Femoral neck fractures account for half of all hip fractures and are recognized as a major public health problem associated with a high socioeconomic burden. Whilst internal fixation is preferred over arthroplasty for physiologically younger patients, no consensus exists about the optimal fixation device yet. The recently introduced implant Femoral Neck System (FNS) (DePuy Synthes, Zuchwil, Switzerland) was developed for dynamic fixation of femoral neck fractures and provides angular stability in combination with a minimally invasive surgical technique. Alternatively, the Hansson Pin System (HPS) (Swemac, Linköping, Sweden) exploits the advantages of internal buttressing. However, the obligate peripheral placement of the pins, adjacent to either the inferior or posterior cortex, renders the instrumentation more challenging. The aim of this study was to evaluate the biomechanical performance of FNS versus HPS in a Pauwels II femoral neck fracture model with simulated posterior comminution. Forty-degree Pauwels II femoral neck fractures AO 31-B2.1 with 15° posterior wedge were simulated in fourteen paired fresh-frozen human cadaveric femora, followed by instrumentation with either FNS or HPS in pair-matched fashion. Implant positioning was quantified by measuring the shortest distances between implant and inferior cortex (DI) as well as posterior cortex (DP) on anteroposterior and axial X-rays, respectively. Biomechanical testing was performed in 20Â° adduction and 10Â° flexion of the specimens in a novel setup with simulated iliopsoas muscle tension. Progressively increasing cyclic loading was applied until construct failure. Interfragmentary femoral head-to-shaft movements, namely varus deformation, dorsal tilting and rotation around the neck axis were measured by means of motion tracking and compared between the two implants. In addition, varus deformation and dorsal tilting were correlated with DI and DP. Cycles to 5/10° varus deformation were significantly higher for FNS (22490±5729/23007±5496) versus HPS (16351±4469/17289±4686), P=0.043. Cycles to 5/10° femoral head dorsal tilting (FNS: 10968±3052/12765±3425; HPS: 12244±5895/13357±6104) and cycles to 5/10° rotation around the femoral neck axis (FNS: 15727±7737/24453±5073; HPS: 15682±10414/20185±11065) were comparable between the implants, P≥0.314. For HPS, the outcomes for varus deformation and dorsal tilting correlated significantly with DI and DP, respectively (P=0.025), whereas these correlations were not significant for FNS (P≥0.148).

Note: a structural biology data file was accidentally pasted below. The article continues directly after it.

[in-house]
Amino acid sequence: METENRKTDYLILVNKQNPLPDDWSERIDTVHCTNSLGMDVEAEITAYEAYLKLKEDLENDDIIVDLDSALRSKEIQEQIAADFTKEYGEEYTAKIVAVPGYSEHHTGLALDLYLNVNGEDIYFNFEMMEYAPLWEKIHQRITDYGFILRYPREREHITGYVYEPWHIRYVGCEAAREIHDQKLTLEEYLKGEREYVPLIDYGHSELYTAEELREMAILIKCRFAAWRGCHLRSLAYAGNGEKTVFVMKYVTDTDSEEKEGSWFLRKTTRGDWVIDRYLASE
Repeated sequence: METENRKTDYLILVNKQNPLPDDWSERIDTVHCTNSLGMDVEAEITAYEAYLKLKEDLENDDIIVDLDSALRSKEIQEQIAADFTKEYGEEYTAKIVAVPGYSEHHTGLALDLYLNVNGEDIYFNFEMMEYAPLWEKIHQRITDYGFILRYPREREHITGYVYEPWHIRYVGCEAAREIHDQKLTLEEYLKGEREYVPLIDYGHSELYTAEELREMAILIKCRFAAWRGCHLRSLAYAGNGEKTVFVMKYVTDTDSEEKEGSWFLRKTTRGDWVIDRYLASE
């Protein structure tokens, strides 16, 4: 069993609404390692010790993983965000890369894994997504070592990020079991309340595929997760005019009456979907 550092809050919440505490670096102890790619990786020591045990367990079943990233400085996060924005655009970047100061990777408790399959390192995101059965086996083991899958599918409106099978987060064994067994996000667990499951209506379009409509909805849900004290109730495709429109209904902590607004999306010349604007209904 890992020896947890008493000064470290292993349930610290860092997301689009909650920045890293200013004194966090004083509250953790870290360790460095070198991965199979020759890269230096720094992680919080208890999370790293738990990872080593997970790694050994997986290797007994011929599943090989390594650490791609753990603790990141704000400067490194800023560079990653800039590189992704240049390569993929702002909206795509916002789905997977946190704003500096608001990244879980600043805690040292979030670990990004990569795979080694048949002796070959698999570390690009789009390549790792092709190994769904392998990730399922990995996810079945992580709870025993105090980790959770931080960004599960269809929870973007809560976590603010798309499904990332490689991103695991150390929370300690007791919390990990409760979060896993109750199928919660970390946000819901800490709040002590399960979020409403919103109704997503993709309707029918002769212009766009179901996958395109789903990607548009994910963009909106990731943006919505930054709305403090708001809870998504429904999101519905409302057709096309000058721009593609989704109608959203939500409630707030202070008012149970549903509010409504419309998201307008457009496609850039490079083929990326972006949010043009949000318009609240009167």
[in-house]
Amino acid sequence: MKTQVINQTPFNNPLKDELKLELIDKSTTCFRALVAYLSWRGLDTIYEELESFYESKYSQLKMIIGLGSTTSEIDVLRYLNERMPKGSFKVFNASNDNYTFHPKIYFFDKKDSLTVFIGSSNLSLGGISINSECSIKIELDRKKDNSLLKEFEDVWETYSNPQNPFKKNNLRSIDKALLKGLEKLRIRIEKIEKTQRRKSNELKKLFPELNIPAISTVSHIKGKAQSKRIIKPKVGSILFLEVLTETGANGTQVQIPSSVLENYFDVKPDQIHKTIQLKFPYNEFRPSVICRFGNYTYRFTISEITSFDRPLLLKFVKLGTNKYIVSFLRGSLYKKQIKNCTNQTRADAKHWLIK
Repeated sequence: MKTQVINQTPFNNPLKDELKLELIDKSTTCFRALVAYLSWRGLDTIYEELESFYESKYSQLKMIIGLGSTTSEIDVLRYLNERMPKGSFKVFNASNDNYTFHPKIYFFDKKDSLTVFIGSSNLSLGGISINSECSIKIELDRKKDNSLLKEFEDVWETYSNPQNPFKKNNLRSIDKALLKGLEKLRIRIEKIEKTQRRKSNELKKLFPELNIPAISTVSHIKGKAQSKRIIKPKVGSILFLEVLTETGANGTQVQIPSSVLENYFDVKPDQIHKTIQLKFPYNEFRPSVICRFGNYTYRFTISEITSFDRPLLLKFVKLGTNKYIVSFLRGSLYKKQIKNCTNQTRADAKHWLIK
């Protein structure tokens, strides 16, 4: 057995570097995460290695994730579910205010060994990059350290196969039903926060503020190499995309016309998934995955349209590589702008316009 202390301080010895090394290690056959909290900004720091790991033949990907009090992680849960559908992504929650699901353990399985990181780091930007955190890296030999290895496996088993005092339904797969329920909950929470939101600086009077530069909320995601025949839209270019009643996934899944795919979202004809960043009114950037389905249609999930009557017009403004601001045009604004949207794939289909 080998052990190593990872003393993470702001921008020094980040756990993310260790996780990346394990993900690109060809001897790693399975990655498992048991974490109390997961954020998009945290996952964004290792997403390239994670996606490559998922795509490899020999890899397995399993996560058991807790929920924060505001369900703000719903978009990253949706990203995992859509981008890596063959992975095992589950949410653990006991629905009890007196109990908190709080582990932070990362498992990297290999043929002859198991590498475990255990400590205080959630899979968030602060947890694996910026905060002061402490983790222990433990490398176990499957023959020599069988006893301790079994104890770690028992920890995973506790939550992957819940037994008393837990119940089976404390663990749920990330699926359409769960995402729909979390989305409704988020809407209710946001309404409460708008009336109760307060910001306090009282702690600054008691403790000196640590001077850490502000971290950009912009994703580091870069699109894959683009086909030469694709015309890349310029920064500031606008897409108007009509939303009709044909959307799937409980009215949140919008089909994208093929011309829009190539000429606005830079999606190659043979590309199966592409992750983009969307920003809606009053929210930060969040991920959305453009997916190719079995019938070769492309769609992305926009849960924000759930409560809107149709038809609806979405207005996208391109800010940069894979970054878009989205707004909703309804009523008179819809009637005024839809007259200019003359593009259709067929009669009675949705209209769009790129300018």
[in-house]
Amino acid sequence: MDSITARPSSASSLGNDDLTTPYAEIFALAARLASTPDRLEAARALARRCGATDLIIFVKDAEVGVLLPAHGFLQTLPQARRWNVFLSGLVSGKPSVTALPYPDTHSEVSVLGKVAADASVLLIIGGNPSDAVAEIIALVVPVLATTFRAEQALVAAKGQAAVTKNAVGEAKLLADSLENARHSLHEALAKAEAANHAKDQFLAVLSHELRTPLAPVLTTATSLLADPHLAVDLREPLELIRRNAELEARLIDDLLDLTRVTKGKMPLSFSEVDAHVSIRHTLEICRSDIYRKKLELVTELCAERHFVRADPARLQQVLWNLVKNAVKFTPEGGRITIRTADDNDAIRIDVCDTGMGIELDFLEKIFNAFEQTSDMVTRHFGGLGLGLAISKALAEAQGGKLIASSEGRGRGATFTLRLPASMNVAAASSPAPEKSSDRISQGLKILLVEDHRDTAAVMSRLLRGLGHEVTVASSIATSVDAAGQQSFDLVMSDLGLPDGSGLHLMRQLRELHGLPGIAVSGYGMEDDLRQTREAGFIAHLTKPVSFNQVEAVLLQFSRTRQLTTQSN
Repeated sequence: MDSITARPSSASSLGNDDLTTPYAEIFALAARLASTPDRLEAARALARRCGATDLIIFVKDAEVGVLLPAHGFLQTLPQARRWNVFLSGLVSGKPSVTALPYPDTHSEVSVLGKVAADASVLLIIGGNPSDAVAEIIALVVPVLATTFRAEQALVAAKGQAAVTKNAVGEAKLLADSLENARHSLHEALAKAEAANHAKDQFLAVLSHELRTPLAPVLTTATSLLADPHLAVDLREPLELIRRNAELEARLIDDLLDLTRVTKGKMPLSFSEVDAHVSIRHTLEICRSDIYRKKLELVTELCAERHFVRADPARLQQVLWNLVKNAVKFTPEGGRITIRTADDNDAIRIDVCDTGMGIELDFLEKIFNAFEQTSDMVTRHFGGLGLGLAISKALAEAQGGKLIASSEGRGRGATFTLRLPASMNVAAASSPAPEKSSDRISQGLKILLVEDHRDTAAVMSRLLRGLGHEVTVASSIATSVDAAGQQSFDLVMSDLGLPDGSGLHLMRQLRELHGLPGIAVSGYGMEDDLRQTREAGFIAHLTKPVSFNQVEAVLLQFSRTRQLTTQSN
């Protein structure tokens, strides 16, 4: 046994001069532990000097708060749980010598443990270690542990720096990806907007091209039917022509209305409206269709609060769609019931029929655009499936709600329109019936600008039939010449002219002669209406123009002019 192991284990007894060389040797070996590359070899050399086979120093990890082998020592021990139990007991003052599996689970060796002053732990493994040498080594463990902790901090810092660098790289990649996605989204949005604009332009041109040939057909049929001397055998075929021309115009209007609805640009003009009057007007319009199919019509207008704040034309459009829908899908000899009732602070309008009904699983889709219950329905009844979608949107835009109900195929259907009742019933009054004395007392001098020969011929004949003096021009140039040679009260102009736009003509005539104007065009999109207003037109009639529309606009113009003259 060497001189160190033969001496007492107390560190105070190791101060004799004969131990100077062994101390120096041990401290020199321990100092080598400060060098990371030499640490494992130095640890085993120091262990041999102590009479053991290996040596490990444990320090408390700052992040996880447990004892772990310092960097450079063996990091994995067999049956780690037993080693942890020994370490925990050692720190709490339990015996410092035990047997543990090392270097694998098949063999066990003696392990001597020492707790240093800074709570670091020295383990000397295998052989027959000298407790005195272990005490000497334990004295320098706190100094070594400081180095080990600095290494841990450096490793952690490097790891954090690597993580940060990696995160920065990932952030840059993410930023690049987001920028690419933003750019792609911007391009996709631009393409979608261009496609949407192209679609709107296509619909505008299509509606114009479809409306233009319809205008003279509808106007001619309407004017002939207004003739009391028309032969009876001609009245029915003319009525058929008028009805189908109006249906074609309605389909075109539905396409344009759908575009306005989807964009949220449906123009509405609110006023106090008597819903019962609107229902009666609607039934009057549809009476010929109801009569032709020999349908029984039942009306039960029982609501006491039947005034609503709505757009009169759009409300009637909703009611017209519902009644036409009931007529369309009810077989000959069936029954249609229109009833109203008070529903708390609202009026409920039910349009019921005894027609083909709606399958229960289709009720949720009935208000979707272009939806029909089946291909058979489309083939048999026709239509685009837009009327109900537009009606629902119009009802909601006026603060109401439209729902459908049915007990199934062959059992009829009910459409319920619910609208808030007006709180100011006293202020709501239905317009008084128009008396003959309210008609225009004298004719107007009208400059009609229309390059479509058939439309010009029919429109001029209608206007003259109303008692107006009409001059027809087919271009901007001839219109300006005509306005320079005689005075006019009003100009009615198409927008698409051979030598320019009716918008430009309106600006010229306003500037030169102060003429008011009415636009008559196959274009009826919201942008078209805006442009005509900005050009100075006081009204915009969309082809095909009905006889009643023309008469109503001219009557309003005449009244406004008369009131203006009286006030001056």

From a biomechanical perspective, by providing superior resistance against varus deformation and performing in a less sensitive way to variations in implant placement, the angular stable Femoral Neck System can be considered as a valid alternative to the Hansson Pin System for the treatment of Pauwels II femoral neck fractures.